When examining a selection of rare books that had been requested for a class presentation about the impact of censorship in early modern Spain, I noticed something truly remarkable in one of these books. Our copy of the eighteenth-century edition of Francisco de Quevedo y Villegas’ El Parnaso español y musas castellanas, published in Barcelona in 1703, had been manually, and massively, expurgated by a representative of the Spanish Inquisition, Joseph Pinell, as he himself stated on the title...
Posts on April 2020
For our graduating seniors who are about to enter the real world, we know it can be a little scary. We’ve put together a list of some books for you to read that can provide some helpful advice. All of the listed books are accessible online!
Sweat, tears, or the sea is a photo-series that comments on the physical space of Asian Americans. I want to capture the tenderness, beauty, and portraits of the children of immigrants to create an identity of what it means for them to know that their family has chosen the path of “sweat, tears, or the sea” in America. I used a collection of 4 images per photo for the individual to be able to know that there is a commonality amongst each of the photos together and that we are all intertwined in...
Got some free time on your hands and looking for something to do indoors while you adhere to social distancing? Why not learn a new craft! Over the next few weeks, I'll be highlighting titles from the library's Online Recreational Reading guide, focusing on different genres and subjects each post. Today, I’m going to highlight art, crafting, and DIY ebooks in the library’s collection.
The Digital Public Library of America (DPLA) has collected and made searchable a vast quantity of metadata from digital collections all across the country. The Michigan Service Hub works with cultural heritage institutions throughout the state to collect their metadata, transform those metadata to be compatible with the DPLA’s online library, and send the transformed metadata to the DPLA, using the Combine aggregator software, which is being developed here at the U of M Library.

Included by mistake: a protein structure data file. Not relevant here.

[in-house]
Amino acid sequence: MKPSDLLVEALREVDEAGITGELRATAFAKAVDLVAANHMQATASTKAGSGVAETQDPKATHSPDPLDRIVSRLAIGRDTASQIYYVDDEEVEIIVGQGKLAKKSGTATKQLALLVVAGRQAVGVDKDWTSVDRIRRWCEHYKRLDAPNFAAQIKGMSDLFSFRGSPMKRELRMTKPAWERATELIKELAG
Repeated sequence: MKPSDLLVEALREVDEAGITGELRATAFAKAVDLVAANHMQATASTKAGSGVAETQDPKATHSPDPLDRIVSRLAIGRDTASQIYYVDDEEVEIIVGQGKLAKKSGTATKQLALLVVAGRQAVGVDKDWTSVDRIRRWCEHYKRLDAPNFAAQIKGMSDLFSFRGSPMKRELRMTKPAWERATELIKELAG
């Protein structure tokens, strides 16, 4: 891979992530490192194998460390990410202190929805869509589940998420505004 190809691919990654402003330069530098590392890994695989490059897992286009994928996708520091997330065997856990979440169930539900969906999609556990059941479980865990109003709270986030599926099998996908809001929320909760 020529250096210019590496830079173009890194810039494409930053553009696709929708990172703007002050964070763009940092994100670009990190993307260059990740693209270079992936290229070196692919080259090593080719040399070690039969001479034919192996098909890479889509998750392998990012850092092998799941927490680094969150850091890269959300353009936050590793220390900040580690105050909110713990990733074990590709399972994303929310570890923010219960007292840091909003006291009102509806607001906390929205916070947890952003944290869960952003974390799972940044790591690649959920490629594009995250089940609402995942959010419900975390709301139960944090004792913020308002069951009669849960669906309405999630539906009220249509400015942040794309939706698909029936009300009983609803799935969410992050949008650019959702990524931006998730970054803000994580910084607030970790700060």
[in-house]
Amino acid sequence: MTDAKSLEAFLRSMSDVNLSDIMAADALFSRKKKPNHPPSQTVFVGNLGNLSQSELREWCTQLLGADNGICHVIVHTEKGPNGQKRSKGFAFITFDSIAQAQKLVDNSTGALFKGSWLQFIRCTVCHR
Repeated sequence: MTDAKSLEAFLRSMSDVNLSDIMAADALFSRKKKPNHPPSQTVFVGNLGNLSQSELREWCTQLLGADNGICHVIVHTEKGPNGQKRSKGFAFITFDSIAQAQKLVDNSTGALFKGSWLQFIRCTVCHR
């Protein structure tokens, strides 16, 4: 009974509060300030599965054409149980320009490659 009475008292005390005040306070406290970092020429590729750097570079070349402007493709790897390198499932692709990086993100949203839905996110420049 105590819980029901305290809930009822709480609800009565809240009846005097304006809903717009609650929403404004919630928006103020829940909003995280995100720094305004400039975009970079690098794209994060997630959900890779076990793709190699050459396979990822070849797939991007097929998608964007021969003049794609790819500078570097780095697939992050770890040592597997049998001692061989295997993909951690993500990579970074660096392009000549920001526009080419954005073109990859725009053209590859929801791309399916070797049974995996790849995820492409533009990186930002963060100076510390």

We are pleased to report about our recent acquisition of the first edition of Alessandro Vellutello’s influential commentary on Dante Alighieri’s Divine Comedy, which was published by Francesco Marcolini da Forlì in Venice in 1544. Undeniably, this edition marked a significant shift in the history of the iconography and reception of Dante’s poem, departing from the previous allegorical interpretations by Cristoforo Landino and Girolamo Benivieni, and challenging Antonio Manetti’s...
Need to take a break from finishing up this wild semester and unwind? The library has access to a variety of e-books not limited to academic subject matter. Over the next few weeks, I'll be highlighting titles from the library's Online Recreational Reading guide, focusing on different genres and subjects each post. Today, I want to highlight some fiction books published in 2020 that we have available electronically.
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